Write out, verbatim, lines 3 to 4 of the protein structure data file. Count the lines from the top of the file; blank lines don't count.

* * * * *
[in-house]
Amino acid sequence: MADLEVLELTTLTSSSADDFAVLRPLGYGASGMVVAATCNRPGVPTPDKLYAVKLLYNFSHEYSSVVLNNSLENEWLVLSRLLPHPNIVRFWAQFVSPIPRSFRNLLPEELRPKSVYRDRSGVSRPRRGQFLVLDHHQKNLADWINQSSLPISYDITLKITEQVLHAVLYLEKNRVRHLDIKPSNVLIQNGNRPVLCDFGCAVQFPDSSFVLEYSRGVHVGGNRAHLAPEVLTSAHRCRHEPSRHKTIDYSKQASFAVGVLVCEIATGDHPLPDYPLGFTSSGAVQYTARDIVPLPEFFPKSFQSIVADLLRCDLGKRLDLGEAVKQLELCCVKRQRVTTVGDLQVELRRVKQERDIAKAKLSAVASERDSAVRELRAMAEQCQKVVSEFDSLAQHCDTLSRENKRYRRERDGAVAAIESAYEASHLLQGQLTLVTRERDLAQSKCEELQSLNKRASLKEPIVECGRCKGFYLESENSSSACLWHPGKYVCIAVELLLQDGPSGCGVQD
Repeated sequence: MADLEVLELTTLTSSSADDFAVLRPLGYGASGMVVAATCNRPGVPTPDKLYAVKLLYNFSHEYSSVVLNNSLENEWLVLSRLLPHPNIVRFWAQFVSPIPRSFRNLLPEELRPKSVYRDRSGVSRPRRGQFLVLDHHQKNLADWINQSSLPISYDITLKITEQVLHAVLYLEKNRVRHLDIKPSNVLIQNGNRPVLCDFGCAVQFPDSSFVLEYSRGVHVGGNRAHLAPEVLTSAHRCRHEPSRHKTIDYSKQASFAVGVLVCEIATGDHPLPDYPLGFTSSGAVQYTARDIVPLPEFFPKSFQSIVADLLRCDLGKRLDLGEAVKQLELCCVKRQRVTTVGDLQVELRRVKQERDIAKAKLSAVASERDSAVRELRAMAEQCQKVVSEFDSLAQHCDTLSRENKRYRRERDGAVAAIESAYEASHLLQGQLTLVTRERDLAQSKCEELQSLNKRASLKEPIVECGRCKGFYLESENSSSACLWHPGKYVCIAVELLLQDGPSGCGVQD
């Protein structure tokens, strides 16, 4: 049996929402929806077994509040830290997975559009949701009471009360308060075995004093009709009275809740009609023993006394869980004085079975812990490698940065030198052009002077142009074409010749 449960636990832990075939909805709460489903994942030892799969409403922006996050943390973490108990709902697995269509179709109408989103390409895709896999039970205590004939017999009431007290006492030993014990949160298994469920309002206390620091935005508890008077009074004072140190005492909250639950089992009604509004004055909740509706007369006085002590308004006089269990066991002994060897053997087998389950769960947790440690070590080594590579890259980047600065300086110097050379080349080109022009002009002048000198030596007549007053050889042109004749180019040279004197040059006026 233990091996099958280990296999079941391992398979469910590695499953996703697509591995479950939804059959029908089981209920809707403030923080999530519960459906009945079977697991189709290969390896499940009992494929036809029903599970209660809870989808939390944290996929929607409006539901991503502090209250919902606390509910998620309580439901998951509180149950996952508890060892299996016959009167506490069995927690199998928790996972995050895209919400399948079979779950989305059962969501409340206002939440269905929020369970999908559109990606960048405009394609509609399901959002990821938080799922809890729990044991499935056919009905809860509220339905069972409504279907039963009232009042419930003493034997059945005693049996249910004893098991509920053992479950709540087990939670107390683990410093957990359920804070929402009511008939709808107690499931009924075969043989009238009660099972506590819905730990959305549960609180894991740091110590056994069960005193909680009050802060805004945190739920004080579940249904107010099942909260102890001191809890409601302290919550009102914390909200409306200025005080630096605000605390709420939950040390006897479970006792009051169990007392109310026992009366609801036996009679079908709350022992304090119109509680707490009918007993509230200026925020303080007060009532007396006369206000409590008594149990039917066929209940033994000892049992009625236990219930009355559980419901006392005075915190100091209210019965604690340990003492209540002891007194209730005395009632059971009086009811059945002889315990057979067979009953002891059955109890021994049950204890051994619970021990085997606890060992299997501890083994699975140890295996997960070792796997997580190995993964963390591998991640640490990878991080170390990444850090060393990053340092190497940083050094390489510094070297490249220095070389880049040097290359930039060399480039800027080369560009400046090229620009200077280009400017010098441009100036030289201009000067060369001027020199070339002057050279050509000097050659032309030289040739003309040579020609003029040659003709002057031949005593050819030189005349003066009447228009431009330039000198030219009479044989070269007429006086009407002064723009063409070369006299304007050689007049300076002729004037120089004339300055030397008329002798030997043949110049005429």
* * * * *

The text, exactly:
Repeated sequence: MADLEVLELTTLTSSSADDFAVLRPLGYGASGMVVAATCNRPGVPTPDKLYAVKLLYNFSHEYSSVVLNNSLENEWLVLSRLLPHPNIVRFWAQFVSPIPRSFRNLLPEELRPKSVYRDRSGVSRPRRGQFLVLDHHQKNLADWINQSSLPISYDITLKITEQVLHAVLYLEKNRVRHLDIKPSNVLIQNGNRPVLCDFGCAVQFPDSSFVLEYSRGVHVGGNRAHLAPEVLTSAHRCRHEPSRHKTIDYSKQASFAVGVLVCEIATGDHPLPDYPLGFTSSGAVQYTARDIVPLPEFFPKSFQSIVADLLRCDLGKRLDLGEAVKQLELCCVKRQRVTTVGDLQVELRRVKQERDIAKAKLSAVASERDSAVRELRAMAEQCQKVVSEFDSLAQHCDTLSRENKRYRRERDGAVAAIESAYEASHLLQGQLTLVTRERDLAQSKCEELQSLNKRASLKEPIVECGRCKGFYLESENSSSACLWHPGKYVCIAVELLLQDGPSGCGVQD
């Protein structure tokens, strides 16, 4: 049996929402929806077994509040830290997975559009949701009471009360308060075995004093009709009275809740009609023993006394869980004085079975812990490698940065030198052009002077142009074409010749 449960636990832990075939909805709460489903994942030892799969409403922006996050943390973490108990709902697995269509179709109408989103390409895709896999039970205590004939017999009431007290006492030993014990949160298994469920309002206390620091935005508890008077009074004072140190005492909250639950089992009604509004004055909740509706007369006085002590308004006089269990066991002994060897053997087998389950769960947790440690070590080594590579890259980047600065300086110097050379080349080109022009002009002048000198030596007549007053050889042109004749180019040279004197040059006026 233990091996099958280990296999079941391992398979469910590695499953996703697509591995479950939804059959029908089981209920809707403030923080999530519960459906009945079977697991189709290969390896499940009992494929036809029903599970209660809870989808939390944290996929929607409006539901991503502090209250919902606390509910998620309580439901998951509180149950996952508890060892299996016959009167506490069995927690199998928790996972995050895209919400399948079979779950989305059962969501409340206002939440269905929020369970999908559109990606960048405009394609509609399901959002990821938080799922809890729990044991499935056919009905809860509220339905069972409504279907039963009232009042419930003493034997059945005693049996249910004893098991509920053992479950709540087990939670107390683990410093957990359920804070929402009511008939709808107690499931009924075969043989009238009660099972506590819905730990959305549960609180894991740091110590056994069960005193909680009050802060805004945190739920004080579940249904107010099942909260102890001191809890409601302290919550009102914390909200409306200025005080630096605000605390709420939950040390006897479970006792009051169990007392109310026992009366609801036996009679079908709350022992304090119109509680707490009918007993509230200026925020303080007060009532007396006369206000409590008594149990039917066929209940033994000892049992009625236990219930009355559980419901006392005075915190100091209210019965604690340990003492209540002891007194209730005395009632059971009086009811059945002889315990057979067979009953002891059955109890021994049950204890051994619970021990085997606890060992299997501890083994699975140890295996997960070792796997997580190995993964963390591998991640640490990878991080170390990444850090060393990053340092190497940083050094390489510094070297490249220095070389880049040097290359930039060399480039800027080369560009400046090229620009200077280009400017010098441009100036030289201009000067060369001027020199070339002057050279050509000097050659032309030289040739003309040579020609003029040659003709002057031949005593050819030189005349003066009447228009431009330039000198030219009479044989070269007429006086009407002064723009063409070369006299304007050689007049300076002729004037120089004339300055030397008329002798030997043949110049005429």